Planners in Charlotte, North Carolina are using ArcGIS to visualize plans and incorporate equity metrics into scenario planning as well as inform and engage with stakeholders and the public.
Making it easy for stakeholders to better understand urban development
For those of us that live in cities and towns, urban planning is all around us. Yet it can be difficult for non-planners, including stakeholders and the wider public, to visualize and understand planning proposals and scenarios.
Planners need to consider multiple interrelating factors, develop scenarios and settle on a path that resolves on some set of goals, ultimately resulting in specific configurations of the built environment in which we live, work and play. Translating all these factors and potential plans into an intuitive and visual medium can quickly become costly and time-consuming. Indeed, professionally designed 3D renderings and physical models often require third-party consultation and contracting, introducing additional cycles and costs that are not always justifiable or practical for each proposal—even more so when plans need to be iteratively adjusted over the course of a project.
For the reasons discussed above, the Charlotte-Mecklenburg Planning Department looked to Esri’s ArcGIS Urban to develop and visualize proposals in 3D and in context, allowing these proposals to be easily understood by key stakeholders. You can read more about this work in the UNC Charlotte Urban article What Will Charlotte Look Like? This New Tool Makes It Easier To Visualize.
Using maps to inform and engage the public
Public engagement is an important part of the planning process. After all, it’s the public that will live within the environments that planners design. However, it can be difficult to facilitate broad public engagement using traditional means. Planning meetings take place during set hours, often in the evening, in physical spaces like schools and community centers. For this reason, it can be challenging for many people, such as those that work during the evening or have multiple jobs, to participate. Digital means of public engagement help make the process more accessible for such people and the public in general.
As seen below, the City of Charlotte’s Draft Charlotte Future 2040 Policy Map is an example of using digital media – in this case, an ArcGIS Online map – to inform the public of city plans. The map is intended to provide users with clarity and predictability regarding development plans within the city. Moreover, it facilitates feedback by enabling the public to provide and review comments. You can view the map in its entirety here.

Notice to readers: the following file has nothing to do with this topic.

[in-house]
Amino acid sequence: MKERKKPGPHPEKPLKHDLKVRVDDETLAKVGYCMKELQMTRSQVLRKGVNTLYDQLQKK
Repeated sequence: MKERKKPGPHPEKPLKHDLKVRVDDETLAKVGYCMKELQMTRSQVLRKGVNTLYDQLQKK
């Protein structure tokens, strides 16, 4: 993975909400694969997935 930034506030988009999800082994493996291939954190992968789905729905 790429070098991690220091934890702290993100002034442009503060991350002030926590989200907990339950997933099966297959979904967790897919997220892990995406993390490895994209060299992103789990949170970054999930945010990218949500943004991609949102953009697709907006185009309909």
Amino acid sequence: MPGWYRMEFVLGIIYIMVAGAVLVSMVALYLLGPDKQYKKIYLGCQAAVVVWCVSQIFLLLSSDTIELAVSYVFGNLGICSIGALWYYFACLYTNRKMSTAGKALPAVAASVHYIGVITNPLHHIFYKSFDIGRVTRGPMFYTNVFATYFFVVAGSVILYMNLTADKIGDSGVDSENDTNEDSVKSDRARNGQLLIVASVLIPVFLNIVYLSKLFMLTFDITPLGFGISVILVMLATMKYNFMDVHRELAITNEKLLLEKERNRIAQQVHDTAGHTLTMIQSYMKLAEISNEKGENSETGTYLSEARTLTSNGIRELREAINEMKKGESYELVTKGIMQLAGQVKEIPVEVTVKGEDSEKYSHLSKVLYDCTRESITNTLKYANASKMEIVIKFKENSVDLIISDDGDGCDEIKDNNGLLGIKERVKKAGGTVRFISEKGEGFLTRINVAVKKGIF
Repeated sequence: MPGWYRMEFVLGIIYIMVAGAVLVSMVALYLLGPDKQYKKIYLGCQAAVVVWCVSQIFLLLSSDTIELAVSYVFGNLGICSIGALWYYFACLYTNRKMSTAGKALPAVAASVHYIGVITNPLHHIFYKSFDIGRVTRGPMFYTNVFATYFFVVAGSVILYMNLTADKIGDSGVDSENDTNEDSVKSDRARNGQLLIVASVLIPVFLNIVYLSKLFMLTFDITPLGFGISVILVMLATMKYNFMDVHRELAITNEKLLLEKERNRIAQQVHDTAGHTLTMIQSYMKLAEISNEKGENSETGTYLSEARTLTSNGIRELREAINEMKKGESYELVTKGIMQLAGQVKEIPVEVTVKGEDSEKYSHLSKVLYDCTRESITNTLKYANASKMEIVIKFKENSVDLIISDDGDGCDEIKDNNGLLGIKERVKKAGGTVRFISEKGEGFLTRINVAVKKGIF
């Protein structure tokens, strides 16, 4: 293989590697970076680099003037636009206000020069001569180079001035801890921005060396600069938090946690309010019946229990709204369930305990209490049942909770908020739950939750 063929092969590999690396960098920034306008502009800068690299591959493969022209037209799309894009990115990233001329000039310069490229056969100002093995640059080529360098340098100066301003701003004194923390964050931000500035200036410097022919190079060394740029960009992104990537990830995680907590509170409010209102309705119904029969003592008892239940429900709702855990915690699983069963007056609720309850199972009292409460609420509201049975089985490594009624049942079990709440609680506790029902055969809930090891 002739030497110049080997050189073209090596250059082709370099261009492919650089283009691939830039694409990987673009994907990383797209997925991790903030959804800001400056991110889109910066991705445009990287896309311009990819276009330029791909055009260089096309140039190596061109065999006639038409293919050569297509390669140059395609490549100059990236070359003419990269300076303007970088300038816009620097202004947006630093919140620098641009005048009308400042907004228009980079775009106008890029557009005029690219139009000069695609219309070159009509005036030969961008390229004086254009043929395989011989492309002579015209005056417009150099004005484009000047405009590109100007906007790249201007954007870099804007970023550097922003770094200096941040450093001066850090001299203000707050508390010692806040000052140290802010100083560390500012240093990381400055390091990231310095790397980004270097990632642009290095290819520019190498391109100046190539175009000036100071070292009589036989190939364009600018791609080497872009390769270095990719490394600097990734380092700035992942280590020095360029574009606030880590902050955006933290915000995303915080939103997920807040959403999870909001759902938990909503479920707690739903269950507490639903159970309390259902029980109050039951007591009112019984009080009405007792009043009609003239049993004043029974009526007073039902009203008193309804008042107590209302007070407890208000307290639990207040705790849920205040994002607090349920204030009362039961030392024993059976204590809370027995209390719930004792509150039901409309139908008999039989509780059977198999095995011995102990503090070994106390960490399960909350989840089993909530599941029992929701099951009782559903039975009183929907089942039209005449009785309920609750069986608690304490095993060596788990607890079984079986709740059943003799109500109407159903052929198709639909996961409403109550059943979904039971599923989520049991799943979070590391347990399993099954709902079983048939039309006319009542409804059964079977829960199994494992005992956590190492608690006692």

Visualizing future developments
In addition to the Draft Future 2040 Policy Map, the City of Charlotte is also using ArcGIS StoryMaps to provide a more visually rich means of conveying what future development should look like and how they should function. You can view that story here.
Putting policy and data into practice
Moving beyond the conceptual to putting plans into action, planners in Charlotte are using ArcGIS solutions to help realize their 2040 Comprehensive Plan. As explained in Esri’s StoryMaps story Equity in Urban Planning, equity is a central pillar of this plan. The City has established an Equitable Growth Framework to ensure alignment with this principle and help inform the decision-making process. To operationalize their drive towards more equitable outcomes, Charlotte planners developed the following metrics:
- Access to amenities, goods and services
- Vulnerability to displacement
- Access to housing opportunity
- Access to employment opportunity
- Environmental justice
Esri is collaborating with the City of Charlotte to develop a workflow that integrates data related to the above metrics as informed by the Equitable Growth Framework, with the specific objectives of:
- Developing an understanding of equity metrics at neighbourhood level using Neighborhood Summaries
- Conducting suitability analyses and creating development scenarios based on neighbourhood needs
Neighbourhood Summaries allow planners in Charlotte to visualize equity metrics using layers at the neighbourhood level and understand how these metrics compare to other neighbourhoods or the city in general. Essentially, summaries give planners a snapshot of an area, enabling them to understand where access to essential services might be missing and who is impacted by various equity measures. For example, planners can select a Neighbourhood Profile Area and see values such as travel behaviour within an area and visualize layers such as Access to Housing Opportunity.
To learn more about equity in Charlotte’s urban planning, you can view the story.
Planners are called upon to do a lot. They need to develop scenarios that incorporate a multitude of real-world considerations, including and increasingly those related to equity, into their scenarios and ultimately justify their plans based on these considerations. Planners have always had to consult with stakeholders and the public. The historical methods for doing so, however, involve challenges that can make it difficult for planners to facilitate and members of the public to participate. New methods, such as those afforded by tools like ArcGIS Urban, are helping planners overcome these challenges and conduct their work more efficiently and effectively. Indeed, the above examples illustrate how Charlotte planners are using ArcGIS to:
- Build indicators and metrics
- Visualize plans and develop scenarios
- Engage with stakeholders and the public
This post was translated to French and can be viewed here.